Joshua Ketchmark - The Ignited EP
‘The Ignited’ is Joshua Ketchmark’s third release of 2012, concluding a trilogy of EPs showcasing the Tennessee-based singer-songwriter’s many facets. Following the power pop-ish ‘The Bittersweet’ and the wonderful, alt-country infused ‘The Dreamers Disease’, ‘The Ignited’ offers four energetic alt-rock tunes and presents the louder elements of his sound.
The opening track ‘About To Break’ is also the edgiest, as it powers ahead with some serious staccato riffing. The most alt-rock tune in Ketchmark’s EP trilogy, it firmly sets out his intentions, while his technical team of Davey Julson Riley and Jeremy Hatcher (best known for their work with Elvis Costello and Black Veil Brides, respectively) bring the song to life with a very crisp studio sound. Ketchmark attacks his lyric with a suitably sneering (slightly drawled) performance, while the rest of his band goes all out. There’s a rumbling bass which isn’t too high in the end mix (it really should have been pushed upfront); to make up for this, the drums attack in a fashion rarely heard on Ketchmark’s previous outings. In all, it’s a bit trashy, but a fine way to kick things off.
A fine balance between rock edge and pop sensibilities makes ‘Fallen’ shine. Ketchmark is in strong voice throughout, but it is only really with the chorus this one really grabs. A simple hook line and some soft backing harmonies are on hand for a full radio-friendly sound. Treading on Butch Walker’s coat-tails with its blend of pop/rock and alternative edge, you should be able to have a guess at how this sounds. While you’ve heard it all before – and many times, no doubt – if tuneful, slightly alternative rock is your bag, this should greet your ears somewhat favourably. Despite its predictable nature, ‘Fallen’ is ‘The Ignited’s recommended listen.
‘Hurt’ works on a little too much of a tried and tested formula, but if you can accept that there’s nothing new here, like ‘Fallen’, it’s got a pretty decent heart, even if it doesn’t always quite reach the stratospheres it’s aiming for. Hook-wise its strong, but musically it is a mixed bag: the pounding drums and rhythm guitars are enjoyable enough, but the guitar solo isn’t much more than a rudimentary offering. If Ketchmark had pulled out the stops on the lead guitar front, it could have, perhaps, been a match for ‘Fallen’, but as it is, it’s okay.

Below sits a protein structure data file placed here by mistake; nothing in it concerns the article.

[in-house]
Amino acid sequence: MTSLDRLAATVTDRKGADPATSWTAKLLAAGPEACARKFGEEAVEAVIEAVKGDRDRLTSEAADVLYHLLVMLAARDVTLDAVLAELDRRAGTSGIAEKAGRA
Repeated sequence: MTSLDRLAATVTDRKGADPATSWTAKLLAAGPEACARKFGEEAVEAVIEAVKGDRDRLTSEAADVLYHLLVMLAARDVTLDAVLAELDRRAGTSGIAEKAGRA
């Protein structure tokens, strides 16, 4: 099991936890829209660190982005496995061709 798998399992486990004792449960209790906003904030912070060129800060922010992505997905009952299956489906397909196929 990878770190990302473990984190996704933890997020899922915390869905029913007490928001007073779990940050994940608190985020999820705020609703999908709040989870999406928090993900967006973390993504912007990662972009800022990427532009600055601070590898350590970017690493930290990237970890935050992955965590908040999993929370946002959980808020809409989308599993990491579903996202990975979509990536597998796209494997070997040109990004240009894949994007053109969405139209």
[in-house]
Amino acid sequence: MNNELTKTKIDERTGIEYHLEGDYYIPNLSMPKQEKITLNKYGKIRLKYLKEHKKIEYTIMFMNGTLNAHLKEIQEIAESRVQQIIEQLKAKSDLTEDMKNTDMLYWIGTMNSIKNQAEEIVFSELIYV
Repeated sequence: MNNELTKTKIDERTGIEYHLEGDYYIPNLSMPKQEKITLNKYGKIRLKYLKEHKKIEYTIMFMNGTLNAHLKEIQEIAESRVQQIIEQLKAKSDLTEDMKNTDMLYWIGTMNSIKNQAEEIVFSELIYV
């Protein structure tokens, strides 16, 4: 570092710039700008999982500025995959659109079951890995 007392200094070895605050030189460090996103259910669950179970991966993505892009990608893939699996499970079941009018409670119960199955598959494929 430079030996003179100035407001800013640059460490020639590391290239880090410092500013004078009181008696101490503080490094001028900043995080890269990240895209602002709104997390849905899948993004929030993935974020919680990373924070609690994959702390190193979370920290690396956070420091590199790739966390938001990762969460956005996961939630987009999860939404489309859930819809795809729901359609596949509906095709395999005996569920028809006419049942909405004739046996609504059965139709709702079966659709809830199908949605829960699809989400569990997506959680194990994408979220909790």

Finishing with a big emo-ish power ballad, ‘Without You’ is a mid-paced affair, where Ketchmark’s slightly filtered, slightly overwrought vocals lead the way. Musically, a few chiming guitars are its high point, but those – combined with reasonable song writing – just aren’t enough to make this any feel any more than bog standard. If Ketchmark were aiming for that alt-rock hit, there’s something missing here; maybe it’s a more instant chorus, maybe it’s a slightly bigger punch that’s needed…but it’s a case of “is that all?”
While it is obvious to see why Ketchmark has chosen to end his trilogy here – very much on a rock-fuelled, mostly upbeat note – it’s not necessary the sound of a musician going out with all guns blazing, especially in comparison to his previous EPs. There are some very enjoyable moments throughout, but these four numbers are not always loaded with of the kind of fireworks they could have been. These songs would’ve, perhaps, had a much greater appeal if he had chosen them to open the trilogy instead…but after ‘The Dreamers Disease’, ‘The Ignited’ sounds like a musician playing for safety. That’s fine of course, but as a parting statement from a body of work slowly unfolding over the course of a year, this EP should have been more than that.